Cypriot President Nicos Anastasiades on Friday sacked the country's police chief, as shock over the murders of seven foreign women and girls gave way to outrage at the authorities for a botched response.
A suspect identified in local media as 35-year-old Greek Cypriot army officer Nicos Metaxas has confessed to the seven killings in a crime spree that went undetected for nearly three years.
With the island reeling from what have been dubbed its first "serial killings", Cypriot authorities have been accused of failing to properly investigate the women's disappearances due to neglect and racism.
Journalists film as Cyprus forensic police officers probe the Red Lake out of the village of Mitsero, southwest of the capital Nicosia on April 30, 2019. AFP
Female migrant workers hold candles and a banner reading "Where are they ?" as protesters demonstrate in support of the victims of a suspected serial killer in front of the presidential palace in Nicosia on April 26, 2019. AFP
The president on Friday fired top police officer Zacharias Chrysostomou a day after Justice Minister Ionas Nicolaou announced his resignation over the case.
In a letter to Chrysostomou seen by AFP, Anastasiades decried "the apparent negligence and dereliction of duty of the police in investigating reports of missing persons".
The president told the police chief his services were being "terminated" and that official failings had meant the murder cases were not "solved in a timely manner".
"Some of the horrific crimes that shocked Cyprus could have been prevented," he wrote.
The killings came to light in mid-April when unusually heavy rains brought the body of 38-year-old Filipina Mary Rose Tiburcio to the surface of the disused mine shaft where it had been hidden.
That triggered a murder investigation which led to the arrest of army captain Metaxas on April 18.
Days later, authorities found the body of a second woman in the shaft, believed to be Arian Palanas Lozano, 28, also from the Philippines.
The suspect then guided investigators to a well near an army firing range outside the capital, where police found the body of a third victim -- an unidentified woman of Asian origin.
On Sunday, police recovered the remains of a fourth victim, stuffed in a suitcase at the bottom of a toxic man-made lake next to a disused mine southwest of the capital Nicosia.
Investigators on Friday paused their search for more bodies at the Mitsero lake as they waited for a sonar system to arrive from Spain, Fire Service Chief Marcos Trangolas told journalists.
Reporters were prevented from approaching the lake, but AFP journalists at the top of a hill overlooking it saw investigators closing a tent on the shore and a crane leaving the site.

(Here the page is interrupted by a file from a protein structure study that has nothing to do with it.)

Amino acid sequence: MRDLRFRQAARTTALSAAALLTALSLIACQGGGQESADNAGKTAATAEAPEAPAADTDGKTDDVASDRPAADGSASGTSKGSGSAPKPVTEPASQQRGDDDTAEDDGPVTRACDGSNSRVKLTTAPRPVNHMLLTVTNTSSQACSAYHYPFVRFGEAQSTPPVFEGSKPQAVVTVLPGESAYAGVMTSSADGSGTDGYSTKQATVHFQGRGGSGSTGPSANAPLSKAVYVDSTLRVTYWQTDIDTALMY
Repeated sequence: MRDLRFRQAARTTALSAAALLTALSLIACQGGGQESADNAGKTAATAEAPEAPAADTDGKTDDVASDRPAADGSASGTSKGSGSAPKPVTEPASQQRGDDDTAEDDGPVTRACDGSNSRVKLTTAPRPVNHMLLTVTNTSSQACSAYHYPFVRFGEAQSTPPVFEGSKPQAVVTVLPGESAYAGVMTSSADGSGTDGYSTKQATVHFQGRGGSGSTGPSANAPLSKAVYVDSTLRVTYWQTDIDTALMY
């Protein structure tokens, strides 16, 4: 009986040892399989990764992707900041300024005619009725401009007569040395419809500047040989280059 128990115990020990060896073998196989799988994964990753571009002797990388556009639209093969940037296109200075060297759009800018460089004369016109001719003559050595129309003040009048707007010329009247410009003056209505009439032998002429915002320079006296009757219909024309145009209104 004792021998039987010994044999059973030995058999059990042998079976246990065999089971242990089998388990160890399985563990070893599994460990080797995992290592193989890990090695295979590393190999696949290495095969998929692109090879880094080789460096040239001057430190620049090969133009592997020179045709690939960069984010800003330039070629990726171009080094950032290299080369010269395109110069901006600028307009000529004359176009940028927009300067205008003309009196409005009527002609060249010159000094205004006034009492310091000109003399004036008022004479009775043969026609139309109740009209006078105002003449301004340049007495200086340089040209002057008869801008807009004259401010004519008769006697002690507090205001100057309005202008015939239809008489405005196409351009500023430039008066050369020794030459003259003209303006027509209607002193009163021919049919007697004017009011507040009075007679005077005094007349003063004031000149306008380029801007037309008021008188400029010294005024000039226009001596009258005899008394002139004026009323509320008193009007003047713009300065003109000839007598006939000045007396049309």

Detectives who flew in from Britain to help with the investigation are expected to leave Cyprus on Friday.
Outrage over how authorities handled the case has prompted protests outside the presidential palace in the capital Nicosia.
In an editorial published Friday, English-language daily the Cyprus Mail said the police had "failed to properly investigate" reports that women had gone missing.
"The complete lack of professionalism, the absence of any sense of duty or responsibility, the sheer laziness and worst of all, the racist disregard for the well-being of foreign women trying to scrape a living in Cyprus were proved beyond reasonable doubt," it said.
Outgoing justice minister Nicolaou, the first senior official to quit over the scandal, said he was leaving for reasons of "principle and conscience", while adding he had no personal involvement in the case.
But the chief of the main opposition communist party AKEL, which has repeatedly called for Nicolaou's resignation, slammed the outgoing minister for failing to quit "on the first or the second day that this story broke".
"Nineteen days later, following intense public outcry and pressure to stand down from his party... this is not called political sensitivity," Andros Kyprianou said.
Anastasiades has said the government is preparing new measures to better protect foreign workers.
On Friday he met diplomats from non-EU countries who made suggestions on how best to monitor foreign workers from third countries, India's envoy to the island said.
Cyprus government spokesman Prodromos Prodromou said the president had "expressed his regret over the horrific crimes and apologised on behalf of the State and the Cypriot people to the representatives of these countries".